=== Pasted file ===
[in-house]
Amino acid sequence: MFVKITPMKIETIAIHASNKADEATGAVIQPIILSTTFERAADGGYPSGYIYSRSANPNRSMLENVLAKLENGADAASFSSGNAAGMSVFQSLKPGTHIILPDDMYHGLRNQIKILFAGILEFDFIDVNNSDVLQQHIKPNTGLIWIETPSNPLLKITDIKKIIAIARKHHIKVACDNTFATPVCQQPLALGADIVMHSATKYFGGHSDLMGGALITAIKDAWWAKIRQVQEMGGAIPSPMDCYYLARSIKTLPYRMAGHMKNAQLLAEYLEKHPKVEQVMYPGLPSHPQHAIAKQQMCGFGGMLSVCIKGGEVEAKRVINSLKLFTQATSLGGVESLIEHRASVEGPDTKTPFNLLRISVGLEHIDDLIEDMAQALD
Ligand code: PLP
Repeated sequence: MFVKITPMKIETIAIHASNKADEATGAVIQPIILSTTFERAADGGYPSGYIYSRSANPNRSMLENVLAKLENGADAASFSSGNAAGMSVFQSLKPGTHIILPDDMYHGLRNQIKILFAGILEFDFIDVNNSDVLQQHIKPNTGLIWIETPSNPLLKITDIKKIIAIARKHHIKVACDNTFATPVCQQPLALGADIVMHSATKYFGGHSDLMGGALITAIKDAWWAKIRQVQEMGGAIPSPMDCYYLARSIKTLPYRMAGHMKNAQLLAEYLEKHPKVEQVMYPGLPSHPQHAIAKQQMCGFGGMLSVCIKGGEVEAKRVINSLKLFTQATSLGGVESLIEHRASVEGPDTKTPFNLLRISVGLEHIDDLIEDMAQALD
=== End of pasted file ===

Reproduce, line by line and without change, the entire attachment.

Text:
[in-house]
Amino acid sequence: MFVKITPMKIETIAIHASNKADEATGAVIQPIILSTTFERAADGGYPSGYIYSRSANPNRSMLENVLAKLENGADAASFSSGNAAGMSVFQSLKPGTHIILPDDMYHGLRNQIKILFAGILEFDFIDVNNSDVLQQHIKPNTGLIWIETPSNPLLKITDIKKIIAIARKHHIKVACDNTFATPVCQQPLALGADIVMHSATKYFGGHSDLMGGALITAIKDAWWAKIRQVQEMGGAIPSPMDCYYLARSIKTLPYRMAGHMKNAQLLAEYLEKHPKVEQVMYPGLPSHPQHAIAKQQMCGFGGMLSVCIKGGEVEAKRVINSLKLFTQATSLGGVESLIEHRASVEGPDTKTPFNLLRISVGLEHIDDLIEDMAQALD
Ligand code: PLP
Repeated sequence: MFVKITPMKIETIAIHASNKADEATGAVIQPIILSTTFERAADGGYPSGYIYSRSANPNRSMLENVLAKLENGADAASFSSGNAAGMSVFQSLKPGTHIILPDDMYHGLRNQIKILFAGILEFDFIDVNNSDVLQQHIKPNTGLIWIETPSNPLLKITDIKKIIAIARKHHIKVACDNTFATPVCQQPLALGADIVMHSATKYFGGHSDLMGGALITAIKDAWWAKIRQVQEMGGAIPSPMDCYYLARSIKTLPYRMAGHMKNAQLLAEYLEKHPKVEQVMYPGLPSHPQHAIAKQQMCGFGGMLSVCIKGGEVEAKRVINSLKLFTQATSLGGVESLIEHRASVEGPDTKTPFNLLRISVGLEHIDDLIEDMAQALD